Monday, 1 December 2008

John Rutter: Jesus Child

I was never really a big enthusiast of John Rutter’s choral music – either the liturgical pieces or the more ubiquitous Christmas Carols. However a number of years ago a friend of mine bought me the Hyperion CD ‘Music for Christmas’. This disc is a retrospective of some 22 ‘favourite’ carols by Mr Rutter.
At first I thought ‘Hmmm,’ but I decided to listen to it and to try to approach it with an open mind -free of preconceived notions. Now I must hold my hand up, as they say in the North Country, and admit that there are some really lovely, if largely populist, numbers on this disc. However the one that stood out most was Jesus Child. This carol, along with the attractive Donkey Carol, was composed in the early nineteen seventies and dedicated to ‘Simon Lindley and the boys of St Alban’s School Choir.’
Jesus Child is perhaps the one carol in the repertoires that does not somehow suggest cold and frost and generally seasonal weather – at least from a European perspective. The rhythm and the feel of this music are suggestive of the Caribbean, rather than Cambridge. Even the swing of the words is suggestive of West Indian patois rather than Standard English.
“Have you heard the story that they’re telling ‘bout Beth-le-hem
Have you heard the story of the Jesus Child!”
And of course the refrain nods even more to a ‘gospel music' style– “Sing alleluia, brother, sing alleluia sisters…”
The vocal score appears to suggest that the carol is actually quite long – there are some 12 pages plus selected repeats. Yet the sheer pace of ‘brisk and very light’ ensures that interest never flags. The carol was originally scored for 2 flutes, double bass, claves, maracas, and organ or piano. However it is perfectly effective using only the keyboard instruments.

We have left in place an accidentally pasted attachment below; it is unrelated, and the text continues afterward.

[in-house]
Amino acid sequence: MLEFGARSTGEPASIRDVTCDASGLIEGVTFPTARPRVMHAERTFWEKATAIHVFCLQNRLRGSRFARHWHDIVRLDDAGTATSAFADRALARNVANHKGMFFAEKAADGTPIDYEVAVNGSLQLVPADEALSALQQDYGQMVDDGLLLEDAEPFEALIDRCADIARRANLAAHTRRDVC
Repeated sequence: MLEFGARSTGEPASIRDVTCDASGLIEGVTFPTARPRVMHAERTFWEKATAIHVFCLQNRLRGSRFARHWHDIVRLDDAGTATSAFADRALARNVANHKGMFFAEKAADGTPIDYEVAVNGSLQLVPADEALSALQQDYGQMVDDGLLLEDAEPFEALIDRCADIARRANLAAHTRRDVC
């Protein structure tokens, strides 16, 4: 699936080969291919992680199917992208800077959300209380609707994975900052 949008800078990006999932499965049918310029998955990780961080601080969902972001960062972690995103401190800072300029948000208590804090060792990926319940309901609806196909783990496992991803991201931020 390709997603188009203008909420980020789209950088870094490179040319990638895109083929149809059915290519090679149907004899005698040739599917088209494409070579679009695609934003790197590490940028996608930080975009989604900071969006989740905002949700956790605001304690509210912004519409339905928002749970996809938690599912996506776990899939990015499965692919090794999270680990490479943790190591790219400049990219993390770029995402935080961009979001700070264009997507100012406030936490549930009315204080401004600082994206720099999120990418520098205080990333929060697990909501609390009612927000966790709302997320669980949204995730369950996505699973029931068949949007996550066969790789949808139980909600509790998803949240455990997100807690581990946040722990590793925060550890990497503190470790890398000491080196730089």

The Hyperion web site suggests that “John Rutter… has become the musical equivalent of Dickens, synonymous with the season" and that his music has been “colouring Christmases around the world for more than three decades.”

It is easy to see that Christmas music has always remained very dear to Rutter, who regarded the Christmas Carol Service as being the highlight of his musical year. He is quoted as saying that "Christmas is for many people the only time of year when they have contact with choral music". Sad but most probably true.
Listen and watch a performance of Jesus Child on YouTube
John Rutter’s Music for Christmas can be found on Hyperion CDA 67425

1 comment:

Chris Halkides said...

May I put a plug in for the Wild Wood Carol? The contrast between baritone solo and choir reminds one slightly of "A Spotless Rose." This carol does not seem to have become as popular as some of his other music, which is odd.